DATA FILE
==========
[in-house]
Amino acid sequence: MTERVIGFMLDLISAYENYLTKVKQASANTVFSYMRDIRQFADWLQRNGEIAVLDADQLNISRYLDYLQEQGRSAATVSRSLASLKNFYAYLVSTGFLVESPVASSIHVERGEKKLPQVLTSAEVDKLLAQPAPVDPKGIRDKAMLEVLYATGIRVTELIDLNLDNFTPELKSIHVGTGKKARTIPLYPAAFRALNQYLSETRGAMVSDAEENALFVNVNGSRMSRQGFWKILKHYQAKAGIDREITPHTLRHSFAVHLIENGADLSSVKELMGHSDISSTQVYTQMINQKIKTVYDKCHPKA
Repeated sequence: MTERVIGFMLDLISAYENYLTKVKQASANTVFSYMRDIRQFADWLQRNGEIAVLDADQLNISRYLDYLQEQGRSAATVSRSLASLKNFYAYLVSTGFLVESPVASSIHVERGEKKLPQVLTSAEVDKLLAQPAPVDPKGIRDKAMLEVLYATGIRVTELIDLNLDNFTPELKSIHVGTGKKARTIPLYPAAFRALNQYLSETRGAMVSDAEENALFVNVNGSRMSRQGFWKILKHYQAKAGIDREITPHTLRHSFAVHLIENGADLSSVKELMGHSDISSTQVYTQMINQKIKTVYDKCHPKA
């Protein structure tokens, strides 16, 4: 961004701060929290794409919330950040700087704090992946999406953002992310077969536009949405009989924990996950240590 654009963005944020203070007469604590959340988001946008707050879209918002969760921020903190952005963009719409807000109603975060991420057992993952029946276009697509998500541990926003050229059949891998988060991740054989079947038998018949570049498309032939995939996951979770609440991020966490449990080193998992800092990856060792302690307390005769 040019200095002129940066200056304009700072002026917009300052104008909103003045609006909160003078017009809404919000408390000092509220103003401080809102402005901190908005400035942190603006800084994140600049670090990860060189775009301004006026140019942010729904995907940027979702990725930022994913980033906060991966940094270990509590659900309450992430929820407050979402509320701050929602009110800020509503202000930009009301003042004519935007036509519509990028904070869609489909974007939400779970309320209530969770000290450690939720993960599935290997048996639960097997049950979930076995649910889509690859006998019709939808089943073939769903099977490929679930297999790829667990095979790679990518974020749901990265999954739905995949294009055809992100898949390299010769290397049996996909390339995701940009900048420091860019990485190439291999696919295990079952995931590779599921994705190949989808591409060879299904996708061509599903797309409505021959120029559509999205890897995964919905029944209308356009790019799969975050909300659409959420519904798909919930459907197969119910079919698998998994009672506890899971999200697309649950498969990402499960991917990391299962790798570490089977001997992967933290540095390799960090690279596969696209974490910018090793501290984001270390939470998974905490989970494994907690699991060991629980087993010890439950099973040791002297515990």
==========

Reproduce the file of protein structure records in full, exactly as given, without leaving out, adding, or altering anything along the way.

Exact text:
[in-house]
Amino acid sequence: MTERVIGFMLDLISAYENYLTKVKQASANTVFSYMRDIRQFADWLQRNGEIAVLDADQLNISRYLDYLQEQGRSAATVSRSLASLKNFYAYLVSTGFLVESPVASSIHVERGEKKLPQVLTSAEVDKLLAQPAPVDPKGIRDKAMLEVLYATGIRVTELIDLNLDNFTPELKSIHVGTGKKARTIPLYPAAFRALNQYLSETRGAMVSDAEENALFVNVNGSRMSRQGFWKILKHYQAKAGIDREITPHTLRHSFAVHLIENGADLSSVKELMGHSDISSTQVYTQMINQKIKTVYDKCHPKA
Repeated sequence: MTERVIGFMLDLISAYENYLTKVKQASANTVFSYMRDIRQFADWLQRNGEIAVLDADQLNISRYLDYLQEQGRSAATVSRSLASLKNFYAYLVSTGFLVESPVASSIHVERGEKKLPQVLTSAEVDKLLAQPAPVDPKGIRDKAMLEVLYATGIRVTELIDLNLDNFTPELKSIHVGTGKKARTIPLYPAAFRALNQYLSETRGAMVSDAEENALFVNVNGSRMSRQGFWKILKHYQAKAGIDREITPHTLRHSFAVHLIENGADLSSVKELMGHSDISSTQVYTQMINQKIKTVYDKCHPKA
């Protein structure tokens, strides 16, 4: 961004701060929290794409919330950040700087704090992946999406953002992310077969536009949405009989924990996950240590 654009963005944020203070007469604590959340988001946008707050879209918002969760921020903190952005963009719409807000109603975060991420057992993952029946276009697509998500541990926003050229059949891998988060991740054989079947038998018949570049498309032939995939996951979770609440991020966490449990080193998992800092990856060792302690307390005769 040019200095002129940066200056304009700072002026917009300052104008909103003045609006909160003078017009809404919000408390000092509220103003401080809102402005901190908005400035942190603006800084994140600049670090990860060189775009301004006026140019942010729904995907940027979702990725930022994913980033906060991966940094270990509590659900309450992430929820407050979402509320701050929602009110800020509503202000930009009301003042004519935007036509519509990028904070869609489909974007939400779970309320209530969770000290450690939720993960599935290997048996639960097997049950979930076995649910889509690859006998019709939808089943073939769903099977490929679930297999790829667990095979790679990518974020749901990265999954739905995949294009055809992100898949390299010769290397049996996909390339995701940009900048420091860019990485190439291999696919295990079952995931590779599921994705190949989808591409060879299904996708061509599903797309409505021959120029559509999205890897995964919905029944209308356009790019799969975050909300659409959420519904798909919930459907197969119910079919698998998994009672506890899971999200697309649950498969990402499960991917990391299962790798570490089977001997992967933290540095390799960090690279596969696209974490910018090793501290984001270390939470998974905490989970494994907690699991060991629980087993010890439950099973040791002297515990």